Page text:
Jeremy Lin, race, and jazz

By Nate Chinen, The Gig

The topic of race, in jazz as elsewhere, has often been framed as a binary: literally a matter of black and white. We saw this in many of our intraweb debates last year, though of course the issue goes farther back than any of us can recall. The implicit dualism is understandable, and there’s obviously still much work to be done along that divide. I stand with both Nicholas Payton and Ethan Iverson, among others, in the conviction that we can gain something vital by talking about it.

In that spirit, I’ve been thinking a lot this week about what doesn’t fit into the binary, and how we might enrich our jazz-and-race conversation by acknowledging it. Before we proceed, two quick homework assignments. First, watch the clip above — one of the smarter, subtler pieces of sketch writing we’ve seen from Saturday Night Live in ages. And while I’m assuming that you need no briefing on the subject of Jeremy Lin, “Linsanity,” or sports-media Foot in Mouth Syndrome, I’m also going to insist that you spent a few moments with this excellent essay by Jay Caspian Kang.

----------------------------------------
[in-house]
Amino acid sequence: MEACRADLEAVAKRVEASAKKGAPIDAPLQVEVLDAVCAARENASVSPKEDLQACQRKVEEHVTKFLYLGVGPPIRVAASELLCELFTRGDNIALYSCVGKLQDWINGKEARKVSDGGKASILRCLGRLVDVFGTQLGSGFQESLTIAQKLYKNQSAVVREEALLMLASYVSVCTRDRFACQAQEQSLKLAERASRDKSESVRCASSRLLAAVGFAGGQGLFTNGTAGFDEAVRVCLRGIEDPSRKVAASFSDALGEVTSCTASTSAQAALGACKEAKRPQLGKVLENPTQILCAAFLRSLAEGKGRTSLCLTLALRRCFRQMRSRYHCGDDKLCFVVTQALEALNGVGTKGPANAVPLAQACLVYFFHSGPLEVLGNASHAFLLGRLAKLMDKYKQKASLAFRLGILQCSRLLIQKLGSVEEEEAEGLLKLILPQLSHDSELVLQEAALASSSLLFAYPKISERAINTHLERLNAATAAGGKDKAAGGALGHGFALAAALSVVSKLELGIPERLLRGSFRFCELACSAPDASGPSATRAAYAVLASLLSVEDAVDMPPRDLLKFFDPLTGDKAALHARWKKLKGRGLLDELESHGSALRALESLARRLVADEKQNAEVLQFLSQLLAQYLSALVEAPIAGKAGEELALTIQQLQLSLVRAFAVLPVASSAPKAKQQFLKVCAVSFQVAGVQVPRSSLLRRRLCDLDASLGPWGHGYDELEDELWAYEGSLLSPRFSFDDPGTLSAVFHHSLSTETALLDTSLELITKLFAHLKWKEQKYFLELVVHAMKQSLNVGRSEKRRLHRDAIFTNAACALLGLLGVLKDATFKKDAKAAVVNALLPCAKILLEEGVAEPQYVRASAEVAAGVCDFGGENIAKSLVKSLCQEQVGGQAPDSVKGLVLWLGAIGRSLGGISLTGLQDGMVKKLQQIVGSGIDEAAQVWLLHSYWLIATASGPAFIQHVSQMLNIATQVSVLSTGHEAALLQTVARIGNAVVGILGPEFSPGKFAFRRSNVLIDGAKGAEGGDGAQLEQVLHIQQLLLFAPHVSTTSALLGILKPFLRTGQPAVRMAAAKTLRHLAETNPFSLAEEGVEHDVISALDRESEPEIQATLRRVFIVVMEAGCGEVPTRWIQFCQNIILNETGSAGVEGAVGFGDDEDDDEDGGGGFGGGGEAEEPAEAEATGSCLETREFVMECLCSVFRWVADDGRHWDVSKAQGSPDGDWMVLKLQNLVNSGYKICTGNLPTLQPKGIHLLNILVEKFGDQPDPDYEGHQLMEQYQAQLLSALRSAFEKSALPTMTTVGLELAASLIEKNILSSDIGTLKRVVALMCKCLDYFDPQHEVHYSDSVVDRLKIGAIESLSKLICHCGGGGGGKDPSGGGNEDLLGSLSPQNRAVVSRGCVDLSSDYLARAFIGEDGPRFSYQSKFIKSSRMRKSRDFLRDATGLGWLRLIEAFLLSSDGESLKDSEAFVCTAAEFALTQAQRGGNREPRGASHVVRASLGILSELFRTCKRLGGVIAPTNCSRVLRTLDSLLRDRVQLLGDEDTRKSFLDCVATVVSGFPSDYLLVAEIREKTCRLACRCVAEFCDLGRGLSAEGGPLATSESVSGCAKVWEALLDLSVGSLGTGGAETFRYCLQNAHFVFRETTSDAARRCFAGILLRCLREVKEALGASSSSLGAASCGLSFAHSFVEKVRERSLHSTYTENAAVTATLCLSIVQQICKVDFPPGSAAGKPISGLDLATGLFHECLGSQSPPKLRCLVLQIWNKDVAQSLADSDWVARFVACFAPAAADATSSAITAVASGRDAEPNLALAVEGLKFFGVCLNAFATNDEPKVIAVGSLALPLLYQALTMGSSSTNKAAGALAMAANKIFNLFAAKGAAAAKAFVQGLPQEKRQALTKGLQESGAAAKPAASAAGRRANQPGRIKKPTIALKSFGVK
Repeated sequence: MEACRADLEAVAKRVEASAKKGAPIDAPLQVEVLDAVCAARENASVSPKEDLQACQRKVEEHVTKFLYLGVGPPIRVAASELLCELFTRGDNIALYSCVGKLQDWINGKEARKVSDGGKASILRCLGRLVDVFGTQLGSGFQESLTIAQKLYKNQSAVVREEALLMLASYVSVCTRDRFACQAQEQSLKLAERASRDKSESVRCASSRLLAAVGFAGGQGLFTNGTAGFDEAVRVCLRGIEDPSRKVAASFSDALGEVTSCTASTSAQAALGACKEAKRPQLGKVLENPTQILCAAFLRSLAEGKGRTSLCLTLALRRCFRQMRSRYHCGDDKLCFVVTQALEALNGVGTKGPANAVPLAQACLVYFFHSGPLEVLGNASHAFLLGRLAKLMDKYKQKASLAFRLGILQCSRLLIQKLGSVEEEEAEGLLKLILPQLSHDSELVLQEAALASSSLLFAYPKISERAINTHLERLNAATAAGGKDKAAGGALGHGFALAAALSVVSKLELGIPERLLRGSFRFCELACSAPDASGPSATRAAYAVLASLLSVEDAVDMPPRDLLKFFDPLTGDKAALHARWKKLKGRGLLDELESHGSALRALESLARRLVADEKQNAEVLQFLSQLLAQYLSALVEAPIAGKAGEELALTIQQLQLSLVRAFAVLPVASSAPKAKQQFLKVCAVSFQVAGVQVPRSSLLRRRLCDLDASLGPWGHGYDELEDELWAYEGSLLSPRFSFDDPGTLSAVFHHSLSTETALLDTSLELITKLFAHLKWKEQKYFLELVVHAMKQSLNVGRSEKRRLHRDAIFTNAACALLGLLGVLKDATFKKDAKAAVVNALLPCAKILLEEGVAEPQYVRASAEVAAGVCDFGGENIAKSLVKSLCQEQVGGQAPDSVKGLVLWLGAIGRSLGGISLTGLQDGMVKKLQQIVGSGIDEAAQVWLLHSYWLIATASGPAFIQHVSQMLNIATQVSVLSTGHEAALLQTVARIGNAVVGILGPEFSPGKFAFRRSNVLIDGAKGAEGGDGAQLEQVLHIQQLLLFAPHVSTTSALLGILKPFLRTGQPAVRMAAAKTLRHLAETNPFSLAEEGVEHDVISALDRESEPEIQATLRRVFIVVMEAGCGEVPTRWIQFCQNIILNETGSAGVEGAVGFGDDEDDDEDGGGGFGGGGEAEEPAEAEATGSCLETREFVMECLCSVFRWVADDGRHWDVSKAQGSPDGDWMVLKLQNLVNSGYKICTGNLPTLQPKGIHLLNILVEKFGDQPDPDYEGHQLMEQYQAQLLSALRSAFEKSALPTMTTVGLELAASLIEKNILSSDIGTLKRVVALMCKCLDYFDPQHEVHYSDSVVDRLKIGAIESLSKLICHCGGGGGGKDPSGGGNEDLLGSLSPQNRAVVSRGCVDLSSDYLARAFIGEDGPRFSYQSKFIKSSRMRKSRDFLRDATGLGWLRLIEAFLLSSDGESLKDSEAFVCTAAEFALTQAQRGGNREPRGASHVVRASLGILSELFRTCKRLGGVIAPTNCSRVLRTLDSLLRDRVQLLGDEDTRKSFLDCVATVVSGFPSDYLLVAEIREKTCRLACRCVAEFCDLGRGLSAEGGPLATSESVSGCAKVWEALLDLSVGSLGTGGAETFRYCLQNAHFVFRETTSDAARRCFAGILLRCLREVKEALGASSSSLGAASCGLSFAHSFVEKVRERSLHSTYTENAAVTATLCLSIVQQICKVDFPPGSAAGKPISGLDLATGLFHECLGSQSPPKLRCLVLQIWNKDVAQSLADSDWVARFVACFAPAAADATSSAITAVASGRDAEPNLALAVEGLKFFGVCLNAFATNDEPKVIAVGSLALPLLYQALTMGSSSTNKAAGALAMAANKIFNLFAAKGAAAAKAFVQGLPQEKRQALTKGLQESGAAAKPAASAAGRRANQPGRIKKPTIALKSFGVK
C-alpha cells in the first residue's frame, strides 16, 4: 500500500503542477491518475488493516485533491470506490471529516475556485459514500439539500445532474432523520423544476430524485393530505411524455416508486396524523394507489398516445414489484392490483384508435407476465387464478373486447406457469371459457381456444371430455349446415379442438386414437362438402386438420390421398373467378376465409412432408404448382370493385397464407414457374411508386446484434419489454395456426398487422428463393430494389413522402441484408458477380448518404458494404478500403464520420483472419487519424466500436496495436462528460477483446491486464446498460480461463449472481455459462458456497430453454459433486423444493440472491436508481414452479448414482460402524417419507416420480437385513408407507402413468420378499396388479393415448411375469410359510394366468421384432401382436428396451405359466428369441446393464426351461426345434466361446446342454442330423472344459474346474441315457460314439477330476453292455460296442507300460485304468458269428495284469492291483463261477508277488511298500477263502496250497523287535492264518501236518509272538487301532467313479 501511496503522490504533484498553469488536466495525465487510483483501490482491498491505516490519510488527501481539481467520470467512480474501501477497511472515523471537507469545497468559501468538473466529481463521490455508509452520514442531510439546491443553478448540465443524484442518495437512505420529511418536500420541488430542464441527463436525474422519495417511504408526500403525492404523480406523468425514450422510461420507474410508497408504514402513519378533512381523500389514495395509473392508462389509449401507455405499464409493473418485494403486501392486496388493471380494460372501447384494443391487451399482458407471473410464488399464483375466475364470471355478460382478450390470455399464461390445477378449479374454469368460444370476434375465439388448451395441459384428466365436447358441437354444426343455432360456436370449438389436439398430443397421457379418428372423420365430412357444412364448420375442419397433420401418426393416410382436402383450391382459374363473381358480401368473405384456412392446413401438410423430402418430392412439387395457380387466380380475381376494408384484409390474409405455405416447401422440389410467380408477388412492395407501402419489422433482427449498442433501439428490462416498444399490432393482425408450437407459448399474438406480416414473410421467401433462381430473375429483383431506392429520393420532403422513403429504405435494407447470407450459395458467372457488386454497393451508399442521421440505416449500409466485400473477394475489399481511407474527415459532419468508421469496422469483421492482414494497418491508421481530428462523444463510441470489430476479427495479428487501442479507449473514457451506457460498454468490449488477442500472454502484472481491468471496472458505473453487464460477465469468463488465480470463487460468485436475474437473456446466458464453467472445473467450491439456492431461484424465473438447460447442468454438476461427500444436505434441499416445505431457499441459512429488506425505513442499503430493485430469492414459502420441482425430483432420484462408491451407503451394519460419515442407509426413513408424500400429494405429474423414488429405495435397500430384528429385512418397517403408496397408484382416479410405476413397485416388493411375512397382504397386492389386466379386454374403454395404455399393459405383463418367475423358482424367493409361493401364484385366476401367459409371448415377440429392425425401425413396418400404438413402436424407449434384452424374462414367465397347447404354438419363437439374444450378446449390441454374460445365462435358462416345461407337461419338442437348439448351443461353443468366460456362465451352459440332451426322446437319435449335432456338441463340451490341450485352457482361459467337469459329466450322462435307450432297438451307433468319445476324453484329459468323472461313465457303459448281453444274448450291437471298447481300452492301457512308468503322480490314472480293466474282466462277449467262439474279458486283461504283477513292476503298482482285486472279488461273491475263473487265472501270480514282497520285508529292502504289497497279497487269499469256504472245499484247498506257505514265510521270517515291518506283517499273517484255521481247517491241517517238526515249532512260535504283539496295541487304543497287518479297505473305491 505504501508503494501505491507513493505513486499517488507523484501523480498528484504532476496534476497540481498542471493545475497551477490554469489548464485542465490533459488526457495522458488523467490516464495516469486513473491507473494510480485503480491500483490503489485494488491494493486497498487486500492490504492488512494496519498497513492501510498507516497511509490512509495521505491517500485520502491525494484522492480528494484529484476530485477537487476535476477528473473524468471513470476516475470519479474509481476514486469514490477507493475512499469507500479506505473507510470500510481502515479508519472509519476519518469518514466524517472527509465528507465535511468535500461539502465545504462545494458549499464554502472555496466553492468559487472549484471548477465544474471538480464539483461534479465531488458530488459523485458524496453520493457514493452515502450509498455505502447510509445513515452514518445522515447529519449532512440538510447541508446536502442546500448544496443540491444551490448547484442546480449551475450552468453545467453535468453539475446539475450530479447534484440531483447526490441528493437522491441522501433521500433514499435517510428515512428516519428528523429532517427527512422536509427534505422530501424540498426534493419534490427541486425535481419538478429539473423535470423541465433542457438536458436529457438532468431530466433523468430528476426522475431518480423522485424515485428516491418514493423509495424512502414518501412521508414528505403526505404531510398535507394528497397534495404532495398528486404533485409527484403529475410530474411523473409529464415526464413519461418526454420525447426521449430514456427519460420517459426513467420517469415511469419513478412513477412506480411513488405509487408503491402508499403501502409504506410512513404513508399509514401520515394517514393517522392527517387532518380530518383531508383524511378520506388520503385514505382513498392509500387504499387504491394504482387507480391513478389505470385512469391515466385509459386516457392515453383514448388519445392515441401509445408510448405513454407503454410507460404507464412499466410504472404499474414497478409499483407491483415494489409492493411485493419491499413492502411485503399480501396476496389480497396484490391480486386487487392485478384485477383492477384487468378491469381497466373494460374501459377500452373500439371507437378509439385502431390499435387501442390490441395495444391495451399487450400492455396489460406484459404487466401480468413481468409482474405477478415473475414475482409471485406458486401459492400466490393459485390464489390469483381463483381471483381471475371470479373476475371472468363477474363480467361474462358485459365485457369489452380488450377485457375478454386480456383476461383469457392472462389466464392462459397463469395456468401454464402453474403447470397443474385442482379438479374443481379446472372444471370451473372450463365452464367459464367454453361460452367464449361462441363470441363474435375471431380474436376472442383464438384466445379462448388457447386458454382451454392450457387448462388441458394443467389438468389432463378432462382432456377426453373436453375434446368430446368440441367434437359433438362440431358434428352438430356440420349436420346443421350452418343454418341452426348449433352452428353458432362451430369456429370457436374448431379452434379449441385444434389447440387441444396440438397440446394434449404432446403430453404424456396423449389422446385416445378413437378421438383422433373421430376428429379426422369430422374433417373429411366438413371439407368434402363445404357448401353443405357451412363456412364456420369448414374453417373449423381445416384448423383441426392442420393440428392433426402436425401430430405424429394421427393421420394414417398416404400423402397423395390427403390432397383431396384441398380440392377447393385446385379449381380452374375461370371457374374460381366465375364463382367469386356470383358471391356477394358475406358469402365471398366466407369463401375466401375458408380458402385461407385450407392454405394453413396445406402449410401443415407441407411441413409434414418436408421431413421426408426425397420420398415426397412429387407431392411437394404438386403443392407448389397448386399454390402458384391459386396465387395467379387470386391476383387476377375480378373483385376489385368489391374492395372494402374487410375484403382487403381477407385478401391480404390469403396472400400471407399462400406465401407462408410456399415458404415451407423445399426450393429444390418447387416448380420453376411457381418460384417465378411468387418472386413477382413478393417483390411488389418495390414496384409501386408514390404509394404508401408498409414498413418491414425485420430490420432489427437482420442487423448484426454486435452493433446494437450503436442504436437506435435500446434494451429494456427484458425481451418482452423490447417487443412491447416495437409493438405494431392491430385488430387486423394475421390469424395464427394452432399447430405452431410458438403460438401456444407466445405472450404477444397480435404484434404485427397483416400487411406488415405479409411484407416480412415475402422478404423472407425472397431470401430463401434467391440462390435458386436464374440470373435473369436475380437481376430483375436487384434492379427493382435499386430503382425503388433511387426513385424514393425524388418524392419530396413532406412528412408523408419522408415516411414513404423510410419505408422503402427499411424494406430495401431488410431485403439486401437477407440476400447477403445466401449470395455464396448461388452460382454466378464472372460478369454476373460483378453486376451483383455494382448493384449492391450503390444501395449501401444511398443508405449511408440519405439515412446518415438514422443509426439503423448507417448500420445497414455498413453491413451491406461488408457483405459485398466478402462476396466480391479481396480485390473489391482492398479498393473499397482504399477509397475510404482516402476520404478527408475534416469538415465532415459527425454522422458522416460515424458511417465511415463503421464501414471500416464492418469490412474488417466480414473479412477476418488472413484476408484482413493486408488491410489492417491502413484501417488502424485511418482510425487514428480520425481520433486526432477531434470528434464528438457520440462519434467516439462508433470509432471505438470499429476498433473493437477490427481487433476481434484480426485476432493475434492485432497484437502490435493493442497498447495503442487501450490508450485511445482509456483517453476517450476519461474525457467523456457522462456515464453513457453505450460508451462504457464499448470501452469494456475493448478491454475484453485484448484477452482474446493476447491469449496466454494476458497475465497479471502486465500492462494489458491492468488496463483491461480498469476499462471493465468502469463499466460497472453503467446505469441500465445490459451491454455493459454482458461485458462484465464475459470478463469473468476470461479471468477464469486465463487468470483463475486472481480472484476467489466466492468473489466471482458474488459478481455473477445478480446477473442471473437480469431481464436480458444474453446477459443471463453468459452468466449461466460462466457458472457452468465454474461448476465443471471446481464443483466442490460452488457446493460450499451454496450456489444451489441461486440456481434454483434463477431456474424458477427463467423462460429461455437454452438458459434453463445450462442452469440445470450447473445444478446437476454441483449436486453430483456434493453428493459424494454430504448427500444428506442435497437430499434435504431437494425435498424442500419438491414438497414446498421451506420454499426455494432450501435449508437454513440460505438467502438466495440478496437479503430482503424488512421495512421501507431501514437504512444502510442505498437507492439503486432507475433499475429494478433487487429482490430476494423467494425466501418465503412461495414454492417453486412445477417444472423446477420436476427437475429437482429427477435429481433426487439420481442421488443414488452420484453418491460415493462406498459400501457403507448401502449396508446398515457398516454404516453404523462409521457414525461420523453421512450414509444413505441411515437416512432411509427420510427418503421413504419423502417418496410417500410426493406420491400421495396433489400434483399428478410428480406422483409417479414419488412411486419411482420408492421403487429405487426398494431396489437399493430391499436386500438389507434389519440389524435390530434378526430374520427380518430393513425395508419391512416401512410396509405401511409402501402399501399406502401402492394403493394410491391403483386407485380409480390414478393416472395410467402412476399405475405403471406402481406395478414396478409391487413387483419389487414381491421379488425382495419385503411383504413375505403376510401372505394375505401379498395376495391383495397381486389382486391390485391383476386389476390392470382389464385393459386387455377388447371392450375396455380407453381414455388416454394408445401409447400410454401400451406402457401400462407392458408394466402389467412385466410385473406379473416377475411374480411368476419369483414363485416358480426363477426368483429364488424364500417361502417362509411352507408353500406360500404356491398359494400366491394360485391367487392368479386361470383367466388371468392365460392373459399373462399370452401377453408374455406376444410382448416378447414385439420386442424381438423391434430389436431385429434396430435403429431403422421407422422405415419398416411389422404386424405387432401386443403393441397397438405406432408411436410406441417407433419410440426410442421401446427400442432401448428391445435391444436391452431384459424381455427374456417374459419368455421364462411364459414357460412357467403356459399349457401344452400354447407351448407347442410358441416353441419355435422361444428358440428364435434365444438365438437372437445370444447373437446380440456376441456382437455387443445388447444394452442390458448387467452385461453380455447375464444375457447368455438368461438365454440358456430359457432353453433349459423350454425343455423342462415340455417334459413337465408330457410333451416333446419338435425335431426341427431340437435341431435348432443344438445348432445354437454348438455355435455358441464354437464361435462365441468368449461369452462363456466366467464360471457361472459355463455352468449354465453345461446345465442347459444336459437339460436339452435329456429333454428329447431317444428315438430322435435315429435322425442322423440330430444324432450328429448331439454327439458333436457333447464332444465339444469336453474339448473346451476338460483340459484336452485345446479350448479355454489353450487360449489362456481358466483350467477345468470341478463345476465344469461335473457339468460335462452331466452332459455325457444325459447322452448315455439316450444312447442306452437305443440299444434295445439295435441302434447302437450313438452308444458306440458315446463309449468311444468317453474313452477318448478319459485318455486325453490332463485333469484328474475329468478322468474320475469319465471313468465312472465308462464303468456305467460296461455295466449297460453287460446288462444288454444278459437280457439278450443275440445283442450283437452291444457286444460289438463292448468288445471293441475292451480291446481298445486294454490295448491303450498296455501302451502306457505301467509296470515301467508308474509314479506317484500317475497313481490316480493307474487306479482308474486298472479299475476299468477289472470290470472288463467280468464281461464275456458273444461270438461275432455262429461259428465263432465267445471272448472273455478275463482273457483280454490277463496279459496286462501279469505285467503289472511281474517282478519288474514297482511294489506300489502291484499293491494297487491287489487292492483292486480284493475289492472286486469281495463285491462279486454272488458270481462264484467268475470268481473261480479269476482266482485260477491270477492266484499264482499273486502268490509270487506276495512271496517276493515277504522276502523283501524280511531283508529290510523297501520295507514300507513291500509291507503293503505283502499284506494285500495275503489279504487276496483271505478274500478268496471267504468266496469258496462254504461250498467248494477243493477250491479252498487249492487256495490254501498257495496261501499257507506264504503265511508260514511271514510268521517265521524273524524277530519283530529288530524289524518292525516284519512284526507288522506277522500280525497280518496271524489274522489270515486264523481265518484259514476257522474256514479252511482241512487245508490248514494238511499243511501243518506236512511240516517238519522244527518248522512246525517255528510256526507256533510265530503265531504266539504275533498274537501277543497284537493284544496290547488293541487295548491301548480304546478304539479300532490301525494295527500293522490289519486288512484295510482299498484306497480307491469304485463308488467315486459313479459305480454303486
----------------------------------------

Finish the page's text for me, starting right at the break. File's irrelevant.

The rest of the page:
OK, done? Now bear with me; this will get a little personal.

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